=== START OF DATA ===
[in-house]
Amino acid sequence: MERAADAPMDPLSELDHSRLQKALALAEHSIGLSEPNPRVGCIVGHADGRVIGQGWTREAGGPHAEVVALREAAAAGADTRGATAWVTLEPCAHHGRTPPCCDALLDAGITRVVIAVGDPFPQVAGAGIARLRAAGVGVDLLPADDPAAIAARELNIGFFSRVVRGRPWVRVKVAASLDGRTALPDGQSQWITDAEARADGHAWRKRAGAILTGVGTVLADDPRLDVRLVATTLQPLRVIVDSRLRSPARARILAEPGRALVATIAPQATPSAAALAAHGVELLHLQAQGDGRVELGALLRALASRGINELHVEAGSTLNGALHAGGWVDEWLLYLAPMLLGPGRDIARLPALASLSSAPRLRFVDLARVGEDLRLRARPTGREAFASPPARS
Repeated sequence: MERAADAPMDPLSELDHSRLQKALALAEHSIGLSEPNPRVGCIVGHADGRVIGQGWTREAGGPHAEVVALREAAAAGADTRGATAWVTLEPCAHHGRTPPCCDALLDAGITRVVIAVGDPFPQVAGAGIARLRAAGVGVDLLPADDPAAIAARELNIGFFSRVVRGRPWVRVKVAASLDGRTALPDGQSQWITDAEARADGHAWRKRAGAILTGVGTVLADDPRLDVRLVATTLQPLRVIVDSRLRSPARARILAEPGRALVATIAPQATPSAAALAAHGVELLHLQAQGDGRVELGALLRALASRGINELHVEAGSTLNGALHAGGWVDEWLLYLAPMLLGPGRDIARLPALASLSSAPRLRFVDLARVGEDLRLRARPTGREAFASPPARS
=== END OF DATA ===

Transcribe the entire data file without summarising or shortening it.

[in-house]
Amino acid sequence: MERAADAPMDPLSELDHSRLQKALALAEHSIGLSEPNPRVGCIVGHADGRVIGQGWTREAGGPHAEVVALREAAAAGADTRGATAWVTLEPCAHHGRTPPCCDALLDAGITRVVIAVGDPFPQVAGAGIARLRAAGVGVDLLPADDPAAIAARELNIGFFSRVVRGRPWVRVKVAASLDGRTALPDGQSQWITDAEARADGHAWRKRAGAILTGVGTVLADDPRLDVRLVATTLQPLRVIVDSRLRSPARARILAEPGRALVATIAPQATPSAAALAAHGVELLHLQAQGDGRVELGALLRALASRGINELHVEAGSTLNGALHAGGWVDEWLLYLAPMLLGPGRDIARLPALASLSSAPRLRFVDLARVGEDLRLRARPTGREAFASPPARS
Repeated sequence: MERAADAPMDPLSELDHSRLQKALALAEHSIGLSEPNPRVGCIVGHADGRVIGQGWTREAGGPHAEVVALREAAAAGADTRGATAWVTLEPCAHHGRTPPCCDALLDAGITRVVIAVGDPFPQVAGAGIARLRAAGVGVDLLPADDPAAIAARELNIGFFSRVVRGRPWVRVKVAASLDGRTALPDGQSQWITDAEARADGHAWRKRAGAILTGVGTVLADDPRLDVRLVATTLQPLRVIVDSRLRSPARARILAEPGRALVATIAPQATPSAAALAAHGVELLHLQAQGDGRVELGALLRALASRGINELHVEAGSTLNGALHAGGWVDEWLLYLAPMLLGPGRDIARLPALASLSSAPRLRFVDLARVGEDLRLRARPTGREAFASPPARS